The Dodos present an intriguing enigma in the live arena. On record they are reserved, controlled – providing brief, ephemeral bursts of sun-drenched noise amid a more textured, resonating setting. However, free from the shackles of the studio, they are a different proposition entirely. In the vein of the Animal Collective, they are a loose, faintly shambolic, but ultimately revelatory experience.

Given their short tenure as a band – the new album, 'Visitor', is only their second, again on French Kiss - they also have a fanatical following as they step onto the stage midway through their first European jaunt. The Hoxton Square Bar and Kitchen is in the heart of Shoreditch, and as such can suffer some effete crowds with more substance than style. Yet, no sure scenesters haunt the corners this evening, with a surprisingly diverse range of ages. All of whom appear ready to appreciate what is on offer right from the start.

Augmented to a three piece - with a multi-instrumentalist playing a trash can and xylophone at the rear of the stage - Meric Long and Logan Kroeber have a rousing, percussion heavy live show. Long stands front and centre, strumming an acoustic guitar, or finger picking with sublime dexterity. In either mode he plays with passion and ability, forming the focal point of the band. His talent on trombone is also on display later in the show, creating an awed hush the moment it is produced. The stage is shared with Kroeber, who plays mesmeric rhythms on a uniquely shaped drum kit. Included are three floor toms and two cymbals, but no bass drum. This gives the set a light, airy feeling - cutting it from the lower register anchor and allowing it to sail away. Kroeber also plays with a tambourine strapped to his foot to add a further dynamic to the sound.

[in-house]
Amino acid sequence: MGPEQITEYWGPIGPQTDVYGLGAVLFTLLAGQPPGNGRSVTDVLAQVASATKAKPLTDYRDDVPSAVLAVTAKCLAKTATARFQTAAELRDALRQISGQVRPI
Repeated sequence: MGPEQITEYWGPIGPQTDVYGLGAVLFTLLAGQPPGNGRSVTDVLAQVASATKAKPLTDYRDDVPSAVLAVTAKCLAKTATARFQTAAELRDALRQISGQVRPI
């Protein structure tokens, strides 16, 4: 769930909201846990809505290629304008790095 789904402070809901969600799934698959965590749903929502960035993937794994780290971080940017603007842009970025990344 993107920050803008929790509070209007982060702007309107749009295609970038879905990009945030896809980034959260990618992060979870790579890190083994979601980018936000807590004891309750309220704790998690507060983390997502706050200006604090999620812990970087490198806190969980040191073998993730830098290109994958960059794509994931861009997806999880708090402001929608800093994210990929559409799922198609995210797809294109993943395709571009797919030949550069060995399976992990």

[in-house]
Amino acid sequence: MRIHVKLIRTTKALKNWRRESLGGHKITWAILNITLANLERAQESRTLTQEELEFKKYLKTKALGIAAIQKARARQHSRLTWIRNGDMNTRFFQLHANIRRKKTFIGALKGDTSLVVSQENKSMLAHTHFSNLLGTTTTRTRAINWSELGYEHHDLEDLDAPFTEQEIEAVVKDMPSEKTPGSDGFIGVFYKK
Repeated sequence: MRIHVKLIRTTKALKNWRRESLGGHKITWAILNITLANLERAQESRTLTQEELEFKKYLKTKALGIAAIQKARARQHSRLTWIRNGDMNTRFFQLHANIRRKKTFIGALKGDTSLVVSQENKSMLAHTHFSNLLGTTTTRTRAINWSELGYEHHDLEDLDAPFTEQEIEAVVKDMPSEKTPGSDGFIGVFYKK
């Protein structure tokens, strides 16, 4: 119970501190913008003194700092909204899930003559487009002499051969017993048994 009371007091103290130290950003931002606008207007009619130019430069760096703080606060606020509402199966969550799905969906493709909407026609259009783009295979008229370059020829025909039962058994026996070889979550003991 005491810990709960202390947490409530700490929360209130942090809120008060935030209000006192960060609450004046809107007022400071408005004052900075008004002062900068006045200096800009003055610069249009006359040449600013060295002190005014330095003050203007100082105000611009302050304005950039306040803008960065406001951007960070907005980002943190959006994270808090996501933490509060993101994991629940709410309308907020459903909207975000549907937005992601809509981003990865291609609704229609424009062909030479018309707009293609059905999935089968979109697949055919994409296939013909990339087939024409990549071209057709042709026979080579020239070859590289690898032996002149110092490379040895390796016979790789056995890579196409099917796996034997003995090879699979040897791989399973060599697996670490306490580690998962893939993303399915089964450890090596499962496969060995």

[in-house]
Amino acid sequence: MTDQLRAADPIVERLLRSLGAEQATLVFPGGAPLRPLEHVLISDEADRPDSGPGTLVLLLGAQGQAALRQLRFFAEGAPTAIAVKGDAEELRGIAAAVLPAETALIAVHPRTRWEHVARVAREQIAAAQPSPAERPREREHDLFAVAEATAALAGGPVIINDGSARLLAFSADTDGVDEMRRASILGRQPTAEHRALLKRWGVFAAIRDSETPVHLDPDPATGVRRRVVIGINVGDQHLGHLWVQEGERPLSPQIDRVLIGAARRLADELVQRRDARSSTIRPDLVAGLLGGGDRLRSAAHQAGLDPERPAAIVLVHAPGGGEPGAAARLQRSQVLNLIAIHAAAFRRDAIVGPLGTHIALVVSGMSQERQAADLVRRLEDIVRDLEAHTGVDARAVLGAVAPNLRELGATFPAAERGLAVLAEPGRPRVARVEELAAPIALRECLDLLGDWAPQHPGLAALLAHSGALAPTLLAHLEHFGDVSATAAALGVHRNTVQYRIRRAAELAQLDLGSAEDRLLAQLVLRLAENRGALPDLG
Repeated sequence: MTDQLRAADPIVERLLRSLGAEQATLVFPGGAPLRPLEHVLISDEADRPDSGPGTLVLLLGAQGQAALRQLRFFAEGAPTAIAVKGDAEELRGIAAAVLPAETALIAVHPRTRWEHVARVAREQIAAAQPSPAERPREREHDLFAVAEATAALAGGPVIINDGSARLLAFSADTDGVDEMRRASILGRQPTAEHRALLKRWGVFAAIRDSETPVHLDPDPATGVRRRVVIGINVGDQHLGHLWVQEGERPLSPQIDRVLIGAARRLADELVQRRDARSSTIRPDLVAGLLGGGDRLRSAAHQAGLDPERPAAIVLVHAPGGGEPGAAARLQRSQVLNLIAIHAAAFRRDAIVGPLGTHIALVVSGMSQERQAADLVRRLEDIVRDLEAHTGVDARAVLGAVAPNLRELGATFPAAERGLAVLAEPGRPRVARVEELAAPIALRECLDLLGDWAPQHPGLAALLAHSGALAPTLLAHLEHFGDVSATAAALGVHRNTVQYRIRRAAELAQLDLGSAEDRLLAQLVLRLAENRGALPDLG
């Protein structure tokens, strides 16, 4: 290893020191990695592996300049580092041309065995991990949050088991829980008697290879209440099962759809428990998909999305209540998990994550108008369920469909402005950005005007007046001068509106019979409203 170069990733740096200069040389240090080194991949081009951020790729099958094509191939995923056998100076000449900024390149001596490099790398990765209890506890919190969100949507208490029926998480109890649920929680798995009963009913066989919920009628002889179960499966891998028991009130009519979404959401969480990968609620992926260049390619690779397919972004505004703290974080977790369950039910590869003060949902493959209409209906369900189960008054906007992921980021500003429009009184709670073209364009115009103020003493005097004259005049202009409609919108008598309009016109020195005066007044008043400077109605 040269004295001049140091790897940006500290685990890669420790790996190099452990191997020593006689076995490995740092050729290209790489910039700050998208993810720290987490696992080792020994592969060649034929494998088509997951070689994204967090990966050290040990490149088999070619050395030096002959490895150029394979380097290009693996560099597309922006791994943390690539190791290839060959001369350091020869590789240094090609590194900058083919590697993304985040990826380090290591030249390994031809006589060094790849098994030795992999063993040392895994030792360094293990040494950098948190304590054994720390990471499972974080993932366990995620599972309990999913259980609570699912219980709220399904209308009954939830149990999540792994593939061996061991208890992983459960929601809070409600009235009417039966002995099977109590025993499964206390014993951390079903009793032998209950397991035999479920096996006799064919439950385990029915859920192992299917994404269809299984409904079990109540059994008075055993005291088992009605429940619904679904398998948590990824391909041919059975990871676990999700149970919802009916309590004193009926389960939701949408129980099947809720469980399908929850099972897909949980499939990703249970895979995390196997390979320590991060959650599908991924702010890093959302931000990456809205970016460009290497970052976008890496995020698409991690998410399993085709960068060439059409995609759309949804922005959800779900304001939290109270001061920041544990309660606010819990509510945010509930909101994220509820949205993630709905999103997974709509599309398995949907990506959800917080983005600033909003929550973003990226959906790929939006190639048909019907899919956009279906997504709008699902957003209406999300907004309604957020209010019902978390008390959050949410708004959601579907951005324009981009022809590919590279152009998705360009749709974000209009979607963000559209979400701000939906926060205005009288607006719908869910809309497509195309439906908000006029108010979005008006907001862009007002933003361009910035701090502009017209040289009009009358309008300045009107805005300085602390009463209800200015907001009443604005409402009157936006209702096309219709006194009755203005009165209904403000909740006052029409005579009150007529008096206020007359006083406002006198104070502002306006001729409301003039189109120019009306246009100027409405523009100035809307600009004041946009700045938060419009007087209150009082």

At the best, at full stride, the group is unmatched in intensity. They have a collective feel, which the audience is invited to join in and release themselves from their inhibitions, with the Dodos extending their material in new and unexpected directions. Tunings are diverse and stimulating, with Meric pounding away on the guitar with relentless intensity. Occasionally the band breaks to change tracks, but usually they are allowed to flow and merge to create one hedonistic craze. It has a primitive power, with a modern invention. 'Fools' and 'Jodi' are mixed into the set to rapt applause, but individual tracks matter less than the overall feel of the event.

A brief encore follows, with the band unable to leave the small stage due to the confines of the venue, with a welcoming crowd baying for me. The Dodos are certainly on the way up, with an intense live sound well in advance of their more modest recorded performance.

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